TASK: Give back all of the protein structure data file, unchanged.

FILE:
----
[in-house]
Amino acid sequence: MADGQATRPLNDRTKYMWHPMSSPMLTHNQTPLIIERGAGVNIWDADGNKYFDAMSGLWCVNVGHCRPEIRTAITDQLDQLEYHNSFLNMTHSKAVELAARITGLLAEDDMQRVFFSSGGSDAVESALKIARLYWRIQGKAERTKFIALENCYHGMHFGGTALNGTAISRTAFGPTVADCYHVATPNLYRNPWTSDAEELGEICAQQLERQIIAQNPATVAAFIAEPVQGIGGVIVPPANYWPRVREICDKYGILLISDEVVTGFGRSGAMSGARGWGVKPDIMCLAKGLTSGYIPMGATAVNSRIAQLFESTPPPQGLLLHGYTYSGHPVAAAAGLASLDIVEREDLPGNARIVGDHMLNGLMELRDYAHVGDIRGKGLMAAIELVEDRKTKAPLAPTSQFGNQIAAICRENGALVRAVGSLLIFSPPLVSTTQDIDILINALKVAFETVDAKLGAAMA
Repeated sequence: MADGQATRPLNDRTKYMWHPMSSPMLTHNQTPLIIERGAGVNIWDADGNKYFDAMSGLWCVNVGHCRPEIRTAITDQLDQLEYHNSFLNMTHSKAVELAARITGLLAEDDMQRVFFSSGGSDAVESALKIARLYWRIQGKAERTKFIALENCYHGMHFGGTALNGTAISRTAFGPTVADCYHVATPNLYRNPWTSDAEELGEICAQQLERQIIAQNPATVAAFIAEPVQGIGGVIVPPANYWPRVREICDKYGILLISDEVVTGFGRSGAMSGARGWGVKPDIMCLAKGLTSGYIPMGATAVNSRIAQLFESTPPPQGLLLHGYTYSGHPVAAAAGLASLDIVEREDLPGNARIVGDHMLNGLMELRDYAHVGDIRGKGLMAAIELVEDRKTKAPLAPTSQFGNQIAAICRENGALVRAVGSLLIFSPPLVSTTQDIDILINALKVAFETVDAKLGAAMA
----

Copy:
[in-house]
Amino acid sequence: MADGQATRPLNDRTKYMWHPMSSPMLTHNQTPLIIERGAGVNIWDADGNKYFDAMSGLWCVNVGHCRPEIRTAITDQLDQLEYHNSFLNMTHSKAVELAARITGLLAEDDMQRVFFSSGGSDAVESALKIARLYWRIQGKAERTKFIALENCYHGMHFGGTALNGTAISRTAFGPTVADCYHVATPNLYRNPWTSDAEELGEICAQQLERQIIAQNPATVAAFIAEPVQGIGGVIVPPANYWPRVREICDKYGILLISDEVVTGFGRSGAMSGARGWGVKPDIMCLAKGLTSGYIPMGATAVNSRIAQLFESTPPPQGLLLHGYTYSGHPVAAAAGLASLDIVEREDLPGNARIVGDHMLNGLMELRDYAHVGDIRGKGLMAAIELVEDRKTKAPLAPTSQFGNQIAAICRENGALVRAVGSLLIFSPPLVSTTQDIDILINALKVAFETVDAKLGAAMA
Repeated sequence: MADGQATRPLNDRTKYMWHPMSSPMLTHNQTPLIIERGAGVNIWDADGNKYFDAMSGLWCVNVGHCRPEIRTAITDQLDQLEYHNSFLNMTHSKAVELAARITGLLAEDDMQRVFFSSGGSDAVESALKIARLYWRIQGKAERTKFIALENCYHGMHFGGTALNGTAISRTAFGPTVADCYHVATPNLYRNPWTSDAEELGEICAQQLERQIIAQNPATVAAFIAEPVQGIGGVIVPPANYWPRVREICDKYGILLISDEVVTGFGRSGAMSGARGWGVKPDIMCLAKGLTSGYIPMGATAVNSRIAQLFESTPPPQGLLLHGYTYSGHPVAAAAGLASLDIVEREDLPGNARIVGDHMLNGLMELRDYAHVGDIRGKGLMAAIELVEDRKTKAPLAPTSQFGNQIAAICRENGALVRAVGSLLIFSPPLVSTTQDIDILINALKVAFETVDAKLGAAMA